Respectfully, here's my clarification, @Keith_Laws (cc @niallc74):
You sent a tweet that says, "Excellent meta analysis by Leucht on antipsychotics & relapse prevention - free here http://bit.ly/SOsc5W @niallc74"
Shortly thereafter, @niallc74 retweeted your tweet (so I saw the tweet 'floating' in my Twitter stream).
I checked out the study you were recommending.
In doing so, something popped out, as problematic, about the researchers' conclusions...
(At least, that was/is my impression.)
So, I sent you both two tweets.
Here's the first tweet I sent you,
"Note prominently p. 5: "Antipsychotics were mostly withdrawn abruptly, [only] 11 studies included gradual withdrawal" @Keith_Laws @niallc74"
Here's the second tweet I sent you,
"Naturally, abrupt withdrawal leads to seeming 'relapse,' as abrupt withdrawal symptoms are the result. @BeyondLabeling @Keith_Laws @niallc74"
"@BeyondLabeling @niallc74 Sorry , not understanding what you are saying?"
Keith, the researchers' "Interpretation" of their meta-analysis study is, that, "Maintenance treatment with antipsychotic drugs benefits patients with schizophrenia. The advantages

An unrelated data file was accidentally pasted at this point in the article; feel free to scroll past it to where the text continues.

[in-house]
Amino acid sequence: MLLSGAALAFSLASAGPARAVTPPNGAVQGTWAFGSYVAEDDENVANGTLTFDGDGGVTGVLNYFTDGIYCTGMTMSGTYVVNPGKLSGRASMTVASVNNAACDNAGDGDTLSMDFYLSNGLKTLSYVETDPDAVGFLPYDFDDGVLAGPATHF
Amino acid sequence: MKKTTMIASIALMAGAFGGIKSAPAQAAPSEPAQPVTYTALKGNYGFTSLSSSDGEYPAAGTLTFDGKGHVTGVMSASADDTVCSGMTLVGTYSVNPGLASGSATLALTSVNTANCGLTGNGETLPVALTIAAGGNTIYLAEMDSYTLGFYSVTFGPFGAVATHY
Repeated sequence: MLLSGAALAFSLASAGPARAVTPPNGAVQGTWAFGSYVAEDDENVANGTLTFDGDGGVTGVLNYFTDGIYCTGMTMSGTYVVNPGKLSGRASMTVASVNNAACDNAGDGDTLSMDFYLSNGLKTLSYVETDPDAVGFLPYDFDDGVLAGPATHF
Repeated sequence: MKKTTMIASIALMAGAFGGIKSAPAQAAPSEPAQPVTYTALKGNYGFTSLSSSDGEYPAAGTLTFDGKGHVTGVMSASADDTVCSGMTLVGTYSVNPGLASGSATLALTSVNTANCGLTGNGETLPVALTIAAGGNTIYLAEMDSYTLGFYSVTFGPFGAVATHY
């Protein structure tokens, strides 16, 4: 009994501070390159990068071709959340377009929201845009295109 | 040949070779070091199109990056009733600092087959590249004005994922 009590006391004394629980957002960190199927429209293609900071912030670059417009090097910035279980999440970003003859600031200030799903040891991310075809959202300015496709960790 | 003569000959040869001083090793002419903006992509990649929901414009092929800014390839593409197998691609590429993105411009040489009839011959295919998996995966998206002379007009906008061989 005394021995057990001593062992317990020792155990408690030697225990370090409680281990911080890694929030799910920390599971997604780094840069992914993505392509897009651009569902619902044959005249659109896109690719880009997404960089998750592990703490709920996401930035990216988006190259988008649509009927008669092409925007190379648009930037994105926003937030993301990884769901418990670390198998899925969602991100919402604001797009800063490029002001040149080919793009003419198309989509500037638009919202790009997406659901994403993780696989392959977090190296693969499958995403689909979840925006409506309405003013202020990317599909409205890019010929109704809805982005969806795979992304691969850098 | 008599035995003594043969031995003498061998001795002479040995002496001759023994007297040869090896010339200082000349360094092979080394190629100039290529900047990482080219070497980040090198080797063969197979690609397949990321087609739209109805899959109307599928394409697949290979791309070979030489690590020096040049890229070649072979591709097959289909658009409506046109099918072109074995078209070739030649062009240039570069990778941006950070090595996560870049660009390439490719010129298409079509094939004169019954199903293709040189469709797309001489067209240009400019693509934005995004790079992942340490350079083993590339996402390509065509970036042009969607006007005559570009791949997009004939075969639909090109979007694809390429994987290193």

of these drugs must be weighed against their side-effects. Future studies should focus on outcomes of social
participation and clarify the long-term morbidity and mortality of these drugs."
I am pointing out, to you (and to @niallc74): Their study regards 65 trials, only 11 of which studied *gradual* withdrawal from those drugs.
I.e., the vast majority of the trials they studied were looking at effects of *abrupt* withdrawal from the drugs.
And, everyone who knows anything at all, about these drugs, knows, that: abrupt withdrawal leads to severely disabling effects, almost always.
Indeed, those effects tend to look like 'relapse' of the original 'symptomology' - or worse.
So, of course, they're going to be looking at a lot of seeming 'relapse' of so-called symptomology, in this particular meta-analysis.
It's really a whole lot of severe *withdrawal* effects, that's being recorded, in most of those studies, and the researchers' "interpretation" of their meta-analysis is failing to emphasize that very important point.
Therefore, it's my opinion that the researchers' interpretation is sorely lacking.
If, perhaps, you have time, here's an interesting paper on the 'meta-analysis' process...
Clinical judgment in psychiatry.
Requiem or reveille? (by GIOVANNI A. FAVA)